Monday, February 20, 2012

Generation X

Generation X
Generation X
Douglas Coupland

So, yeah, this is about a bunch of twentysomethings in the 90s who decide to eschew the mainstream consumer culture and hang out in the desert telling stories. You'd have never had an inkling of that from the title, now would you? Seriously, though, the book is fun, if a bit predictable.

The book itself is square, with wide margins containing little drawings and asides. It was a little distracting to have these drawings taking my attention off the main text.

The writing is cute, in a look-at-me-I'm-so-clever way. Exhibit A, which turns out to be a set up for a rather destructive act of vandalism:
The Saab won't start. It alternates tubercular hacking salvos with confused bunny coughs, giving the impression of a small child blending fits of demonic possession with the coughing up of bits of hamburger.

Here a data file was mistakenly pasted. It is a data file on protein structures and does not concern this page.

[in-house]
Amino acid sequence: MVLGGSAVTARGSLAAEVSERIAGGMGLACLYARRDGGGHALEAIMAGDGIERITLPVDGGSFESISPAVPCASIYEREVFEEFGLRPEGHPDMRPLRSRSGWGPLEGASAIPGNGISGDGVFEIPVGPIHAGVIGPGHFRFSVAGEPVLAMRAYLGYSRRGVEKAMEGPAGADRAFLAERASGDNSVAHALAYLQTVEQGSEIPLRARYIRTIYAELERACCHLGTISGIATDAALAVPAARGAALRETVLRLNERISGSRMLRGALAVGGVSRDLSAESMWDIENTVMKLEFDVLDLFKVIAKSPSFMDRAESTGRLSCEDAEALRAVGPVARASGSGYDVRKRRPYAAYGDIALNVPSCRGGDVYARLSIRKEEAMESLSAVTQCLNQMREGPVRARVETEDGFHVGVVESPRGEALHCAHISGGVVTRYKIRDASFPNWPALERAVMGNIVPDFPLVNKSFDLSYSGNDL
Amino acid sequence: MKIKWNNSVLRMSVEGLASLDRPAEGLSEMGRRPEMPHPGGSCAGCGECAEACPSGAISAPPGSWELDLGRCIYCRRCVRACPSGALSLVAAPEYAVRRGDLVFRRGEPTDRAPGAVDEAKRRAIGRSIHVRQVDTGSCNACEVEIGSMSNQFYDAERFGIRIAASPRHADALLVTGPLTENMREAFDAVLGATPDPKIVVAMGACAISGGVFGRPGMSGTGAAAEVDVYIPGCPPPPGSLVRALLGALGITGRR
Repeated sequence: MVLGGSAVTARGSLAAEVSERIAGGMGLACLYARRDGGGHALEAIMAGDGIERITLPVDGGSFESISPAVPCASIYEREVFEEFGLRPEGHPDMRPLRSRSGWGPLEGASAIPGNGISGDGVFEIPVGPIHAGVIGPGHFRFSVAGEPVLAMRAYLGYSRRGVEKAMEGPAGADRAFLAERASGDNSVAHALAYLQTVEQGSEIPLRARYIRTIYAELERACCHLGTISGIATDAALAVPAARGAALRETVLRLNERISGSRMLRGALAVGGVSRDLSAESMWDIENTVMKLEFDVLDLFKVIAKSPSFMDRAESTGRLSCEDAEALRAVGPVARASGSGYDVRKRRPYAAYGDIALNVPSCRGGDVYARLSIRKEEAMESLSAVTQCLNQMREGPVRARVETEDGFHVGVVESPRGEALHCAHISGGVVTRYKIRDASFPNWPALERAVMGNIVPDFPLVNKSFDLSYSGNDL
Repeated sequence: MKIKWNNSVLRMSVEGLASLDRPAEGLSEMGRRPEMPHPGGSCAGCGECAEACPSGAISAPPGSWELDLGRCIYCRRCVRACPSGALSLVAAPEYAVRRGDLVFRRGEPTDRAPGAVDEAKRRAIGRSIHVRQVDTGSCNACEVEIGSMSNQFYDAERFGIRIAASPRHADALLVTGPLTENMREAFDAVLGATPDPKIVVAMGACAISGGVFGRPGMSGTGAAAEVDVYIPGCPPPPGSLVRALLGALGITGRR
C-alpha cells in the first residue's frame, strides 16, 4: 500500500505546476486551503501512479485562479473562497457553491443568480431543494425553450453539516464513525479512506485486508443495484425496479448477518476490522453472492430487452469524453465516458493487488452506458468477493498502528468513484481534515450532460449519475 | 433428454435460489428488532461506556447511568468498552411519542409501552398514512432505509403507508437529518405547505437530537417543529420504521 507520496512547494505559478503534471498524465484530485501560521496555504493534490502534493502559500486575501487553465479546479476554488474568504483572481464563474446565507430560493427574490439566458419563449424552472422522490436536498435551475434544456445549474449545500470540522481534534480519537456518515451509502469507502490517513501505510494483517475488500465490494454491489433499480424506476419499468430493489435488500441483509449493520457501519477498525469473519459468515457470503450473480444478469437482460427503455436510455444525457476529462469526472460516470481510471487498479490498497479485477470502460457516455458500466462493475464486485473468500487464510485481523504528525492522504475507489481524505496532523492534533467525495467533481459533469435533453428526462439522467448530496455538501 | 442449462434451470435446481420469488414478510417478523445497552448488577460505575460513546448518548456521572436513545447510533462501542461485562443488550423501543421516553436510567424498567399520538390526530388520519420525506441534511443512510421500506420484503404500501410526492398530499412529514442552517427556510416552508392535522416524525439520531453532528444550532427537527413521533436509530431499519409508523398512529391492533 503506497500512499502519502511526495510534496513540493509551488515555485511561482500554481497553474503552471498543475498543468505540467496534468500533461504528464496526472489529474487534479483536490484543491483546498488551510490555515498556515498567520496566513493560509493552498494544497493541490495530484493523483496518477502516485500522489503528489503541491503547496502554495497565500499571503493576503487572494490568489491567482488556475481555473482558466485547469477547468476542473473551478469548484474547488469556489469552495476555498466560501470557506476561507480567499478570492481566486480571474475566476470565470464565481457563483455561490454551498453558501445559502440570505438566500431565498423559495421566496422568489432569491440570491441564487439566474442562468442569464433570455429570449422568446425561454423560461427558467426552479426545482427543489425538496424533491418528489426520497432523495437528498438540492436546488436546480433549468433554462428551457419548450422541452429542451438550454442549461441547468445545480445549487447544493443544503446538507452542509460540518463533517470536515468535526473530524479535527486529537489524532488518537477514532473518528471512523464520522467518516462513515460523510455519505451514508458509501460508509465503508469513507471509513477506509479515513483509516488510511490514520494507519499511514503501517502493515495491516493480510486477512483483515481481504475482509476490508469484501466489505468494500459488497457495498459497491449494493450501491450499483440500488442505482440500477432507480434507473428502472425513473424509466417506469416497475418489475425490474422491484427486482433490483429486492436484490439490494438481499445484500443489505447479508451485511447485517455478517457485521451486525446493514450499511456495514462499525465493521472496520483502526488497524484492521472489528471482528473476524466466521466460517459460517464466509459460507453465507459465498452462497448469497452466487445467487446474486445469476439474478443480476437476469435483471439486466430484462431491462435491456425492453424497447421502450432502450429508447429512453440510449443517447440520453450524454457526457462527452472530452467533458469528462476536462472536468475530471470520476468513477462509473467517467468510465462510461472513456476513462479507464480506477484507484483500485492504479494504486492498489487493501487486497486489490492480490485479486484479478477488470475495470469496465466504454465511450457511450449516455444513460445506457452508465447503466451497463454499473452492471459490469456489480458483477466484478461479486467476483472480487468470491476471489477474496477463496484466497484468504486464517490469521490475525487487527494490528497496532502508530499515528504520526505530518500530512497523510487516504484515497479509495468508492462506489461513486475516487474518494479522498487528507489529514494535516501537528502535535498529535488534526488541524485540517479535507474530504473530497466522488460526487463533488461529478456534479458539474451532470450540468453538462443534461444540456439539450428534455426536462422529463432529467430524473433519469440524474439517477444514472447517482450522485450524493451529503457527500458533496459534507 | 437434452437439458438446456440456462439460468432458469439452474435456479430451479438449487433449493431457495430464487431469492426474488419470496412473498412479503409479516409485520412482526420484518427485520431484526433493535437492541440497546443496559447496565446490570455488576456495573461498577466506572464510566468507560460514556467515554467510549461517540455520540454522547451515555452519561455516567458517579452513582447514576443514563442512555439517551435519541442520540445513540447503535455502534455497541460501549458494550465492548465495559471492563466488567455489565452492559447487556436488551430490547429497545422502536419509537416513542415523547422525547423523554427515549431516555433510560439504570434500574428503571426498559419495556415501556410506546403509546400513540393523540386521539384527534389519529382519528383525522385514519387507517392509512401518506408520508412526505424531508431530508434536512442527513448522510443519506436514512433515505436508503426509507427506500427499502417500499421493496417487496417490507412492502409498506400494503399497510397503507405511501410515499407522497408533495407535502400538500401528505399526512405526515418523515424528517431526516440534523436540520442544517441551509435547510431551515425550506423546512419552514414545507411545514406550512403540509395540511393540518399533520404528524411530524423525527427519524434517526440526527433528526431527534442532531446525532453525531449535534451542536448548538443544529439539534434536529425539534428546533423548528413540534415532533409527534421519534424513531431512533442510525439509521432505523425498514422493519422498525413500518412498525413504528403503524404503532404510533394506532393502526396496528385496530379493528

Okay, I realize that this is making it sound like I didn't like the book. I did. It's pretty short, so the period feel doesn't have a chance to grate, and it manages to stay mostly charming. There are enough little vignettes that most readers would find something that would resonate with them, making them feel part of the club. The characters are likable, and I could imagine hanging out with them, although not everyday. I'd be that friend who drops by once a month, not the one who decides to move in next door.

Want more like this? Try:
  • Chuck Palahniuk, Fight Club. Okay, I haven't actually read this, but I have seen the movie. Based on the movie (liposuction, life sucking consumer culture) and Palahniuk's writing style, I am confident in declaring it's in a related vein. Feel free to correct me if I'm wrong.
  • Jonathan Lethen, Motherless Brooklyn. This is a modern noir-like mystery novel, but the feeling is similar to Generation X, in a way. There's a bunch of storytelling and interesting characters. The narrator is a young man who grew up as a foster child with Tourette's syndrome who is employed as a detective/limo driver in New York. 
  • J.D. Salinger, The Catcher in the Rye. Yeah, it's a totally different era, but the concern with living an authentic experience, free from "phoniness" is eternal.

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